Wednesday, November 10, 2010
The Write Foundation - Product Review
While I'm not the best planner, I do like organization, so one of the things that appeals to me about The Write Foundation is that lessons are systematically organized and broken down into sections. The teacher's book is conveniently spiral bound, and the student pages are loose-leaf, three-hole punched for easy insertion into binders, making organizing notes easy. (And an organized notebook is emphasized right from the start, which I like.) I recognize wise counsel in the manual's introduction, where teachers are instructed to use the curriculum "however it works best for them and their students [because] quality curriculum lets teachers teach with their own style, without being a slave to it" (2). I also like the fact that teachers are encouraged to recognize that learning to write well is a process that takes time and practice through repetition of basic principles, and therefore students should be given multiple opportunities to learn the different principles rather than being required to repeatedly revise a single piece of writing until mastery is demonstrated. I also very much like that students are required to type their finished pieces so that their work is polished and well-presented, especially since my son finds the physical act of writing very challenging.
Now that DS11 and I are several lessons into the program that could last us through the better part of our school year, I have mixed opinions about the program. Ironically, the obvious effort to make directions clear for teachers actually results in muddying instructions as there are too many variations of the same directives. For example, the first lesson in the teacher's manual is laid out in 5 sections and then is followed by a page entitled "Sentence to Paragraph Assignment 1," which seems to be a condensed version of the preceding six pages. I, however, initially took it to mean that it was an assignment in addition to what had already been done. As well, the acronyms for work sheets (WS) and teacher presentation pages (TP) are intended to clarify with simplicity; but a glance at a label like "Mind Bender P1 A3: WS 2 (TP2)" overwhelms this reader and creates confusion rather than clarity. (Though not included in the purchase price, the curriculum advocates the use of Mind Benders books to add a fun logic component to the program.)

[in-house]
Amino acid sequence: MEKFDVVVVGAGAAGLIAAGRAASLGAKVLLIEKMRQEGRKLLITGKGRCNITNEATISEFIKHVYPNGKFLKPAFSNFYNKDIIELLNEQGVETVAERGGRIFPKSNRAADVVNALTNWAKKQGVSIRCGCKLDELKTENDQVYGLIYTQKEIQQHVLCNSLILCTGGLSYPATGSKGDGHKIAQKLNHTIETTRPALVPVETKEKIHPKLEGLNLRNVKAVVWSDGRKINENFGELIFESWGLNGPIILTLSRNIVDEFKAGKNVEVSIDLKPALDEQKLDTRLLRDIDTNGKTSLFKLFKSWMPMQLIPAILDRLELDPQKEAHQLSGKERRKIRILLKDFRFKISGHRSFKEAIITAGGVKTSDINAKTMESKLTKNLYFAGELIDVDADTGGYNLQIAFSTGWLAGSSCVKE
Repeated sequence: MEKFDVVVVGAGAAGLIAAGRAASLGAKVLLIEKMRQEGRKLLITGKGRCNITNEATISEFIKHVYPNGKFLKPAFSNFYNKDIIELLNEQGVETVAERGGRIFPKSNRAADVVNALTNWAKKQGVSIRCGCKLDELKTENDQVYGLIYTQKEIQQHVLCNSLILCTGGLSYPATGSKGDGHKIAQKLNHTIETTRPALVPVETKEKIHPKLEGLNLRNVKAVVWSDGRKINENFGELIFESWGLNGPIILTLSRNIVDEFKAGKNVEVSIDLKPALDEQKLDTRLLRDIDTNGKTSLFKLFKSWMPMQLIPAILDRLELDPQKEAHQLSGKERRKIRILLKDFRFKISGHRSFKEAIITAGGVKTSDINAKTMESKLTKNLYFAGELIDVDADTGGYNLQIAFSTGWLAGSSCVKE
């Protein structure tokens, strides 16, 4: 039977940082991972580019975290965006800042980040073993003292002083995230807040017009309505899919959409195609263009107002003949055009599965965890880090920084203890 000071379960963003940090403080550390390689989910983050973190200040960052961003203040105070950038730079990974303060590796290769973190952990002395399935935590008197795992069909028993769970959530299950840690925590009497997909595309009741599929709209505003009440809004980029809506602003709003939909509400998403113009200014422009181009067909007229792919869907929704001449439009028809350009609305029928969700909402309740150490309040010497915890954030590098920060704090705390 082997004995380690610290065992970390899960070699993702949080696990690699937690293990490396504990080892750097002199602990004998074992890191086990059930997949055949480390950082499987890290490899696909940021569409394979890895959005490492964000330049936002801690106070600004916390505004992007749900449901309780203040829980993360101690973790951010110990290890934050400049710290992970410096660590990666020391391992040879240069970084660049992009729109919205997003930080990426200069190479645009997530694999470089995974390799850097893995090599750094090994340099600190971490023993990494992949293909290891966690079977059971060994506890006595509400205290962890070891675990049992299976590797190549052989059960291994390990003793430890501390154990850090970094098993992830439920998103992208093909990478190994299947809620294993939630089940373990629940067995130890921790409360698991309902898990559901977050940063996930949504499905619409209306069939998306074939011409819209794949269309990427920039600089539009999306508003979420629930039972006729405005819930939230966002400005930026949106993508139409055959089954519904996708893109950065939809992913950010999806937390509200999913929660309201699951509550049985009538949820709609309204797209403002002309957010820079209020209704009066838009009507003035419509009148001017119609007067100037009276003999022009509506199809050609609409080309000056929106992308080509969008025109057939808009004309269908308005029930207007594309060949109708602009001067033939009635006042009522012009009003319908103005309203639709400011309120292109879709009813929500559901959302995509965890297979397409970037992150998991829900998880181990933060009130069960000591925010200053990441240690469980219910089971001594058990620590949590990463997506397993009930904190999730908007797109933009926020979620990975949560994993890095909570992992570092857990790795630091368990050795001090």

I appreciate the fact that there are a variety of writing activities within each lesson, and that students are required to make use of writing resources, such as dictionaries, thesauruses, peers, and various texts (such as books and magazines) from home. Students are also challenged to exercise creativity in the context of using these tools. For example, while studying alliterative words, students are required to use a thesaurus to help construct silly sentences about subjects that appeal to them. However, the worksheets provided to accomplish these tasks are lacking in instructions for the students, which means individuals (like DS11) who need textual directions for constant reference are at a significant disadvantage.
I am also concerned that there is sometimes a discrepancy between what is taught and what is given as an example to illustrate the concept that is taught. For instance, in the "Concrete Poetry" section of Lesson 2, we are told, "Letters of a word are drawn into the shape of the meaning of the word, which is the subject of the poem, using the word itself to form a picture illustrating the individual word" (examples from the text are below).